In January 2007, Adrian Fridman suffered injuries as a result of an automobile collision with an uninsured motorist. At the time of the incident, Fridman was forty-one years old and unemployed. Prior to the incident, he had been an electronics salesman for several years, earning $800 to $1000 per week. Between 2004 and 2006, Fridman had also operated a retail marble and tile store. At trial, he could not recall the exact earnings from the business, explaining: “[I]t was a growing business. I don't remember making a pay check even.”
 
Shortly after the January 2007 collision, Fridman found a new location to open a wholesale marble and tile business. The business stayed opened for approximately twenty days, during which time Fridman lost money. He testified that he closed the business because he couldn't lift the marble as a result of the injuries he suffered in the automobile collision. Fridman then went to work in an electronics store earning a commission of $400 to $600 per week, and later at The Photoshop earning $500 to $600 per week. Subsequently, Fridman obtained employment at Cash for Gold, earning approximately $1200 per week. In May 2010, Fridman had surgery for injuries related to the automobile collision and was unable to work for approximately two weeks. Fridman then returned to his job at Cash for Gold where he was employed at the time of trial in December 2011.
 
At trial, Fridman presented expert testimony that he would likely need fusion spine surgery, causing him to be unable to work for three to four months immediately thereafter. In further support of his lost future earning capacity claim, Fridman testified that he believed “in a good year,” he could have made $100,000 to $200,000 in the wholesale marble and tile business. The basis for that belief was: “[Y]ou're buying tiles for 25 cents per square foot and you're selling it for $2.00 per square foot.” No other evidence was presented to support Fridman's claim that he could have made $100,000 to $200,000 per year in the wholesale marble and tile business.
 
The jury returned a verdict in favor of Fridman in the amount of $1,000,000. That amount included $45,000 for lost past earnings and $225,000 for lost future earning capacity. Thereafter, Safeco unsuccessfully moved for a remittitur arguing, inter alia, that the jury's awards for past lost earnings and lost future earning capacity were not supported by the evidence.
 
Section 768.74(1), Florida Statutes (2011), provides that in any action for damages, whether in tort or in contract, where a verdict is rendered that awards damages to a plaintiff, the court has a responsibility, upon proper motion, “to review the amount of such award to determine if such amount is excessive or inadequate in light of the facts and circumstances which were presented to the trier of fact.”2 Where the amount awarded is excessive, a trial court is required to order a remittitur. § 768.74(2), Fla. Stat. (2011). If the party adversely affected by the remittitur does not agree, a new trial shall be ordered on the issue of damages only. § 768.74(4), Fla. Stat. (2011).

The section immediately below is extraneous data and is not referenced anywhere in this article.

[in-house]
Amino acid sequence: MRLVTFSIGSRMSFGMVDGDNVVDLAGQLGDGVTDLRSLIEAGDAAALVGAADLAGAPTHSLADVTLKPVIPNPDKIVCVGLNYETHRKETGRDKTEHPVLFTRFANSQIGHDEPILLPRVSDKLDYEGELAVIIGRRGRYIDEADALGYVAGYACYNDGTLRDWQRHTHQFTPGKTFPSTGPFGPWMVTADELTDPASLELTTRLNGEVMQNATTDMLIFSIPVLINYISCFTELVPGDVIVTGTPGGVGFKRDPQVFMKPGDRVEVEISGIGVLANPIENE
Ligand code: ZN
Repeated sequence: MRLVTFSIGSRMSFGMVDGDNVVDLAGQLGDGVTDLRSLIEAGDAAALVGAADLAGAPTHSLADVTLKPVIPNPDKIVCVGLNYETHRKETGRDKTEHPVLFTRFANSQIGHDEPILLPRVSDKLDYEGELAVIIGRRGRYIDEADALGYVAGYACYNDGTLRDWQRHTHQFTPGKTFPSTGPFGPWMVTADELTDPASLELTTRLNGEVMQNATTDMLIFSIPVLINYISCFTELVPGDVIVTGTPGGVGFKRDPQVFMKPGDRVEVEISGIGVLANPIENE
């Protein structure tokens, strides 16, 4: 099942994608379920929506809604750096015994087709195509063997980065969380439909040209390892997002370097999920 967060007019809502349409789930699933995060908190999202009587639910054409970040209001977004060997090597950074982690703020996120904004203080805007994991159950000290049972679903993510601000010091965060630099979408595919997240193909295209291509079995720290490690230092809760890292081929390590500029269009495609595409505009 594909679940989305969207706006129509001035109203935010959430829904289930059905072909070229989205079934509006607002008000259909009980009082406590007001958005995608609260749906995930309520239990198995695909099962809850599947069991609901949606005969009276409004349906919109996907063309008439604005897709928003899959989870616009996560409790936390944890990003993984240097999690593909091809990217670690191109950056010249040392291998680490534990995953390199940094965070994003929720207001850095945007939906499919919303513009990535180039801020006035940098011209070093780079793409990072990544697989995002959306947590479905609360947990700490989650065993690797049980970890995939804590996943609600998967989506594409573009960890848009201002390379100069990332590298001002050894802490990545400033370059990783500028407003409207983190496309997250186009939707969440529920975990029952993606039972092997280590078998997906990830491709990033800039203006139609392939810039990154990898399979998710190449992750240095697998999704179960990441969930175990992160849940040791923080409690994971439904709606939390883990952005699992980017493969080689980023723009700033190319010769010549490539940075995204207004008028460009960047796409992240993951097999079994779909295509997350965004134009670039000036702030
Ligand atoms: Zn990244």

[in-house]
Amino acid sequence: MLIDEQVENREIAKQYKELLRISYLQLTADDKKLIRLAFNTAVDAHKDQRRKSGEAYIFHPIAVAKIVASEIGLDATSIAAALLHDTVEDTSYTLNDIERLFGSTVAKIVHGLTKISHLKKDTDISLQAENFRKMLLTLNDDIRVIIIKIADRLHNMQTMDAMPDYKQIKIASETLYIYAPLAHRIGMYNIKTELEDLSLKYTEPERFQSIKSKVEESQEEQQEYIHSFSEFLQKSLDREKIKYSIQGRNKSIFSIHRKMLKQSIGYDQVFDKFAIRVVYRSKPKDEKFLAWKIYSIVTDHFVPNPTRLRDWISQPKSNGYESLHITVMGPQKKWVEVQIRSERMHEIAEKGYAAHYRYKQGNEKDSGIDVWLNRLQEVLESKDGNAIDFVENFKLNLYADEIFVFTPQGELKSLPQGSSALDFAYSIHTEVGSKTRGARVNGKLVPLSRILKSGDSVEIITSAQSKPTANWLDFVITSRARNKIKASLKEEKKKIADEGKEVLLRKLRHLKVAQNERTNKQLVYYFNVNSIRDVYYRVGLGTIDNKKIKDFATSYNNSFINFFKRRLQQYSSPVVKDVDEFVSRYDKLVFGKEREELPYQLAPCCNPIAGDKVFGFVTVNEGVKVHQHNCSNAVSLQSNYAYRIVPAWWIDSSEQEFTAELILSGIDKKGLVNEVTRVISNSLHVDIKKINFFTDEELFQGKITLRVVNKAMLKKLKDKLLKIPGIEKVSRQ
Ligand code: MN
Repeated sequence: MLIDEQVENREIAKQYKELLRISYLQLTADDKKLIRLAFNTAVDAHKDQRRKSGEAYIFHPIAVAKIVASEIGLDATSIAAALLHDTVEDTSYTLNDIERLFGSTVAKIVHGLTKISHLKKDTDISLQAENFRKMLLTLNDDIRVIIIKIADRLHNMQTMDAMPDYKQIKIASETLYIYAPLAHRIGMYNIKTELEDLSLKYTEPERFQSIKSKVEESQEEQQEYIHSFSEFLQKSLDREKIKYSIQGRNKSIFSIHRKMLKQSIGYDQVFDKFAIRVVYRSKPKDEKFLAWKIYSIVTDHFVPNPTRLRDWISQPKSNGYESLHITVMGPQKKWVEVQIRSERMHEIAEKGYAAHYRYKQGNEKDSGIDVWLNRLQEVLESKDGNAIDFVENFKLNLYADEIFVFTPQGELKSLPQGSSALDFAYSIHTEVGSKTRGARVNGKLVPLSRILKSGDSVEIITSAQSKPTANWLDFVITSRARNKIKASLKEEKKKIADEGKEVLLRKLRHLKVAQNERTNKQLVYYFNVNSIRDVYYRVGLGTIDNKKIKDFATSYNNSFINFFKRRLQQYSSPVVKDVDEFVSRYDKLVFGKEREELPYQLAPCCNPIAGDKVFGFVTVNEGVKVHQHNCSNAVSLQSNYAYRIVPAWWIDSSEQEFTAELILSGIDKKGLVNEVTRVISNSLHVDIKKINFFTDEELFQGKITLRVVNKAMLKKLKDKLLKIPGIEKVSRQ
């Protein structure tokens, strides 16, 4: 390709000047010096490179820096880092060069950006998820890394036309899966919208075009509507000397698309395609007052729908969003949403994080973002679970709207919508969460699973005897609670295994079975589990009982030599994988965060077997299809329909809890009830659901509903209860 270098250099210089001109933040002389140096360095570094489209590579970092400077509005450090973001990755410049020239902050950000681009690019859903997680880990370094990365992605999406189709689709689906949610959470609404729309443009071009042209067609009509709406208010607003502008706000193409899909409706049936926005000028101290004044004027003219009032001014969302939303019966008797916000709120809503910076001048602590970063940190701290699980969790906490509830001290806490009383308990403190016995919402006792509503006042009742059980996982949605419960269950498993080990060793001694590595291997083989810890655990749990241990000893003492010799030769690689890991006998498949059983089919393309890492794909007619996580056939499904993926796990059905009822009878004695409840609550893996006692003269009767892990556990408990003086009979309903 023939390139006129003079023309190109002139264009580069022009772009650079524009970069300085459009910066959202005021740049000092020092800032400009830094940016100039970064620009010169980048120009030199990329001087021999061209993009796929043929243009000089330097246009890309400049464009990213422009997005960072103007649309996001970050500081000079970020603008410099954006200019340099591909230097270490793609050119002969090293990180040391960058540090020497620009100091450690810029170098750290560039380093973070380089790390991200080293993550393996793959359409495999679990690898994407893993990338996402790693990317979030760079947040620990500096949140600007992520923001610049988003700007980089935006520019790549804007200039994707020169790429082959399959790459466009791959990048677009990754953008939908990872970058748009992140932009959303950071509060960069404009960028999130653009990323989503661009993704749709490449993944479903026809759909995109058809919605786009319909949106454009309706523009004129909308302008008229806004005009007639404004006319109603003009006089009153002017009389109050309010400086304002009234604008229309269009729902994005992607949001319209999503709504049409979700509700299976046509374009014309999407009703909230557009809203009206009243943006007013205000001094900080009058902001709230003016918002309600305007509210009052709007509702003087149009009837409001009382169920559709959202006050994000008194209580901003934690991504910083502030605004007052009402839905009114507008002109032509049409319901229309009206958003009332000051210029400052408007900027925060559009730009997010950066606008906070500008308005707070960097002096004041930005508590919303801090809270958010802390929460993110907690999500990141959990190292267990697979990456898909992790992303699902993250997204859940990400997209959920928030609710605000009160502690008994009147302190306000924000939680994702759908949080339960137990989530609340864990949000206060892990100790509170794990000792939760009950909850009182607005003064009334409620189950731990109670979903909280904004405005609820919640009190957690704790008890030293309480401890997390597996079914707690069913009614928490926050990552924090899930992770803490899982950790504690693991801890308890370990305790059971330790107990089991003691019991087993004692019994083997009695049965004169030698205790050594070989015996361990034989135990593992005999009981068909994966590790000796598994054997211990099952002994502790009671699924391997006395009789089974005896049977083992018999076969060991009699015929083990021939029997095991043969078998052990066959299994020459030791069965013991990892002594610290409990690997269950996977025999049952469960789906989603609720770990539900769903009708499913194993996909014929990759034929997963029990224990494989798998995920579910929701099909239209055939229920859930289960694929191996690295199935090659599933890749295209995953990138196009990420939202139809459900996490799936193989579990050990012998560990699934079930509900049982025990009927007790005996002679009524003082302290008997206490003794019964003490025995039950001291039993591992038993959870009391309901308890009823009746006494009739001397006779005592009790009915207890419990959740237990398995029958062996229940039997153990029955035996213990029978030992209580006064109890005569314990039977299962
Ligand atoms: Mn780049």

Where, as in the instant case, a plaintiff is earning more after the injury than he did prior to the injury, he is not precluded from recovering damages for loss of income or loss of future earning capacity, but it is more difficult for him to show that he has suffered an economic loss. Truelove v. Blount, 954 So. 2d 1284, 1288 (Fla. 2d DCA 2007). Safeco properly concedes that the evidence would support an award of past lost income for the time Fridman was out of work following his first surgery, as well as an award of lost future earning capacity for the time Fridman would be expected to miss work after the anticipated second surgery. However, Safeco argues that the jury's awards for lost past earnings and lost future earning capacity were primarily based on Fridman's speculation about his potential earnings if he had been able to continue to operate his new wholesale marble and tile business. We agree.
 
Although Fridman presented evidence that he was unable to continue with his wholesale marble and tile business because of the injuries he suffered in the automobile collision, he failed to present any evidence of the amount of earnings that could reasonably be expected from such a business, other than his unsubstantiated speculation that he could make a $100,000 to $200,000 in “a good year.” This type of speculative testimony is insufficient to support an award of damages. See, e.g., Gonzalez v. Price, 783 So. 2d 301 (Fla. 5th DCA 2001) (finding the speculative testimony of professional singer and dancer injured in automobile accident that she could earn at least twice as much money on Broadway as she was making at her job at the time of trial was insufficient to support damages award for lost earning ability); Ludwig v. Ladner, 637 So. 2d 308 (Fla. 2d DCA 1994) (finding evidence that plaintiff opened silk screen print shop two weeks before accident and earned $900 but had to close business did not support jury's award of $225,000 in past lost earnings; plaintiff testified that he had been self-employed for many years, but provided no documentary proof of past earnings, plaintiff had estimated that print shop would have generated annual income in the “high six figures” if accident had not intervened but provided no business plan or reasonable explanation for estimate).
In sum, Fridman presented sufficient evidence that his injuries were caused by the automobile collision, but presented insufficient evidence to support an award of $45,000 for lost past earnings and $225,000 for lost future earning capacity. Accordingly, we conclude that the trial court abused its discretion in denying Safeco's motion for remittitur.
 
AFFIRMED, in part; REVERSED, in part; and REMANDED. (SAWAYA and PALMER, JJ., concur.)